Sunday, August 21, 2005

Websphere Business Integration Modeler notes

Notes from reading an article on WBI Modeler

Article is at:


High level steps for creating a business models are as below:


  Creating a business modeling project.

  Creating the business items.

  Creating the process model (that involves identifying the individual tasks and defining their inputs and outputs).

  Creating the process flow by connecting the tasks together (as sequential or parallel steps).



Notes from reading documentation on WBI 5.1.1 on infocenter


Models are organized into folders which are referred to as catalogs.


In the same project multiple data catalogs/resources/organization/report/process can be created and they can also be nested.


Both processes and tasks represent activities that are performed in a business. Processes are more complex than tasks, however, and can be represented as a sequence of activities that are linked by flows of control and data. This sequence as a whole is known as a process flow. By contrast, tasks are atomic activities that cannot be divided into smaller actions. For example, Payment Handling is a process made up of three tasks: Input Customer Information, Input Customer Order, and Obtain Product Availability


The difference between a merge and a join is that in merge as soon as an input is received it is sent as an output where as in join it waits till all the inputs are received.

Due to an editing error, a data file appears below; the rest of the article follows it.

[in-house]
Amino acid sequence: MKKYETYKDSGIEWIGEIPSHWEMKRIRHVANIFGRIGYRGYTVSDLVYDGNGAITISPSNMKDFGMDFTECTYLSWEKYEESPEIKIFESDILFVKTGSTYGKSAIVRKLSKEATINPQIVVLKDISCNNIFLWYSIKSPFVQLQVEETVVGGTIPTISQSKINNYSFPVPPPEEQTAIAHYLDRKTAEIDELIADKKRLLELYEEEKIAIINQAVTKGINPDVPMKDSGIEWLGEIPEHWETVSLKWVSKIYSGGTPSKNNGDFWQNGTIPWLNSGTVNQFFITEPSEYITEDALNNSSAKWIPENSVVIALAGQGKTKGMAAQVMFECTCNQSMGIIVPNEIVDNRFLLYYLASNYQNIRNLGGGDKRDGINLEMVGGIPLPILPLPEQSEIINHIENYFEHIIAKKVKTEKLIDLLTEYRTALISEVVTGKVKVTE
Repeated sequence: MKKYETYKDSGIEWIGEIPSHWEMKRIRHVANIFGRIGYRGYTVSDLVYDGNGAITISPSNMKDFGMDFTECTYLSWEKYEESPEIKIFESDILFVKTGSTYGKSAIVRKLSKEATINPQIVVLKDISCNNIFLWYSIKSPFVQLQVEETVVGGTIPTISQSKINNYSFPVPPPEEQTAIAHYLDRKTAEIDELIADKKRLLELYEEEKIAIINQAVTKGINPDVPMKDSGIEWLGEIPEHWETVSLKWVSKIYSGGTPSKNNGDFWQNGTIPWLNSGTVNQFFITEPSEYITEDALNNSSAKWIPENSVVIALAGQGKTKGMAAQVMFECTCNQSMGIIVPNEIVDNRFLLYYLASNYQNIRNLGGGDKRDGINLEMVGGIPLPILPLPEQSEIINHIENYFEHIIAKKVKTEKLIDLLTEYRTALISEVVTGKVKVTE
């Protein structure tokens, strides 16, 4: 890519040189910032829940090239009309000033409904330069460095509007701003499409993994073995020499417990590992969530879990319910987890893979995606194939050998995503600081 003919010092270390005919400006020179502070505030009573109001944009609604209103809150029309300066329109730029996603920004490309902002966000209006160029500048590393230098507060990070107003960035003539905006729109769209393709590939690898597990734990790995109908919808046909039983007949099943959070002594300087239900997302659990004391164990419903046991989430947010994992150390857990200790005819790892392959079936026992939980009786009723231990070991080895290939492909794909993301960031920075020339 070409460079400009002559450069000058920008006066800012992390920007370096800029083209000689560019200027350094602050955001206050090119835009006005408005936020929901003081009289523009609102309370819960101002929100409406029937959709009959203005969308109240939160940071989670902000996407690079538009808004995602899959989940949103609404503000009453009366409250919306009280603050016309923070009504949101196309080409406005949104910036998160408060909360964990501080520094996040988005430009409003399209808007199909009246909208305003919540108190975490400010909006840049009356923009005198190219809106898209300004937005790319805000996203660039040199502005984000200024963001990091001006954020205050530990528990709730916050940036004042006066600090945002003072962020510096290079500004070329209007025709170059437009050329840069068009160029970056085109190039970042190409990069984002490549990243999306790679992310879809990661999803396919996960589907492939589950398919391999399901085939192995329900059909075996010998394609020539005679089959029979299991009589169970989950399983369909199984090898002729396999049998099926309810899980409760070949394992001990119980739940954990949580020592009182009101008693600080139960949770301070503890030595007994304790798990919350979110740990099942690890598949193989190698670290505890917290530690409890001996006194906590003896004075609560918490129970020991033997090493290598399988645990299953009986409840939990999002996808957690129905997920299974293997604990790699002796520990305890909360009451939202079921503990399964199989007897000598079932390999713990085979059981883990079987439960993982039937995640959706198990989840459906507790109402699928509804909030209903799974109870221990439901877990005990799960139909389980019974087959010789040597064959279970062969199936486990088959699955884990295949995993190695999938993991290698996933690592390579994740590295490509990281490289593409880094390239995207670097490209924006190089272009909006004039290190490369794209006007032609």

A single process can have multiple start nodes.


A stop node marks the end of a process. Every process, subprocess, and loop must have at least one stop node. When a flow reaches a stop node while the process is running, the process immediately terminates, even if there are other currently executing flows within the process.


Tasks are the basic building blocks representing activities in a process model. Each task performs some function. Visually, a task represents the lowest level of work you can portray in a process.


There are two types of tasks: local (specific to the process) and global (reusable within a project). A local task is owned by a process and can only be used by elements within that process. The task exists only while the process exists. A global task is a top-level task that you create in the Project Tree within a process catalog. It can be used by multiple processes within the project.